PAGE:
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After Vegas, should hotels have metal detectors?

Lori Weisberg, The San Diego Union-Tribune on

Published in Travel News

SAN DIEGO -- There was a time when checked luggage wasn't scanned at airports, you could bring a Swiss army knife on board an airplane, and your friends and family could accompany you to your departure gate.

Then the terrorist attacks of 9/11 occurred, and security at airports forever changed. Will the Las Vegas Strip massacre that originated from the 32nd floor of the Mandalay Bay resort now be the seminal event that will forever toughen security in U.S. hotels?

Across the country, and especially in tourist destinations, it is an obvious question, but hoteliers so far are reluctant to suddenly embrace metal detectors and baggage screening in the wake of the deadly shooting.

Locally, hotel operators say that, if anything, the incident is a wake-up call to staff to be even more vigilant and aware of suspicious behavior and to not be shy about reporting it. That is already a typical part of training protocol, they point out.

That the Las Vegas shooter, Stephen Paddock, was able to bring to his hotel suite dozens of firearms over a period of days should be a red flag, said San Diego hotel operator Bob Rauch, although he acknowledges that awareness of that can be more challenging in a huge resort property.

"If any employee were to see a customer alone with multiple suitcases going up the elevator multiple times, they need to speak up," said Rauch, who owns and operates multiple smaller and mid-size hotels in the county. "It's a big red flag and management should engage the guest, ask what their plans are and report it to authorities if necessary."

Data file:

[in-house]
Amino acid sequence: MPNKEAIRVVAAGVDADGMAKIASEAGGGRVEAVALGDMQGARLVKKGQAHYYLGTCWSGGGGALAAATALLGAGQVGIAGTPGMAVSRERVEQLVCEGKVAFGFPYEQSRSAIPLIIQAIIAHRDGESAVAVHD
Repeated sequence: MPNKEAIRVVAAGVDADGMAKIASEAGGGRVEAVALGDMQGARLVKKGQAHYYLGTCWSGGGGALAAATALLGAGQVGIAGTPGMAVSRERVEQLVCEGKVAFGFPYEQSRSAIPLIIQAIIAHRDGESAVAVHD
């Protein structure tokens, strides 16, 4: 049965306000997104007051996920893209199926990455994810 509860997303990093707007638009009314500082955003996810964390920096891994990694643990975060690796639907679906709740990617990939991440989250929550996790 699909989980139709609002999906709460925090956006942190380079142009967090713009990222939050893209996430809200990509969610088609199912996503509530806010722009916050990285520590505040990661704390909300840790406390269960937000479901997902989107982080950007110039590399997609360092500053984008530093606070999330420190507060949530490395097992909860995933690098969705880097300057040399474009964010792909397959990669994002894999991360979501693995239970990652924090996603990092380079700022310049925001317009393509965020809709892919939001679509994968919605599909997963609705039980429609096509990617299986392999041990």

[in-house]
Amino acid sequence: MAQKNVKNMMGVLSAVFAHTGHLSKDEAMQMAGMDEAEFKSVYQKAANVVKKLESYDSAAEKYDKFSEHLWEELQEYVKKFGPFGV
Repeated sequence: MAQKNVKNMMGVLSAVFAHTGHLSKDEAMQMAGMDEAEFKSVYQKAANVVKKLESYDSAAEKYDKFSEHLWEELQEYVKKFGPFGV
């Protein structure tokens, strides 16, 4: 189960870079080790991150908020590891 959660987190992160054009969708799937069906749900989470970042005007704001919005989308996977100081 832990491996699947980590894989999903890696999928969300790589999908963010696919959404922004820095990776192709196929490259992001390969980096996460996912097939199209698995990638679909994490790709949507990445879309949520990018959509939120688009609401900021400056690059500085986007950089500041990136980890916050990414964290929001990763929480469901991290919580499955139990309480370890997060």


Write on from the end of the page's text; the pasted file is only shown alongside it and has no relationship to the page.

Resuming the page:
While the safety of guests is paramount for hotels, so, too, is the premium guests place on privacy and convenience.

"I don't think we want to start using metal detectors," Rauch said. "It's not so much the expense. It's a big inconvenience to the 99.99 percent of hotel guests who are there to enjoy themselves or do business, so to put them through what they've already been put through at the airport, it's not so guest friendly."

Rauch, however, says he will step up his training of staff and add "active shooter" to the training for handling emergencies.

Debra Sanderlin, general manager of the 102-room Bristol Hotel in downtown San Diego, agrees that regular training of staff -- with a focus on the mantra, "If you see something, say something" -- is a hotel's first line of defense in keeping guests safe.

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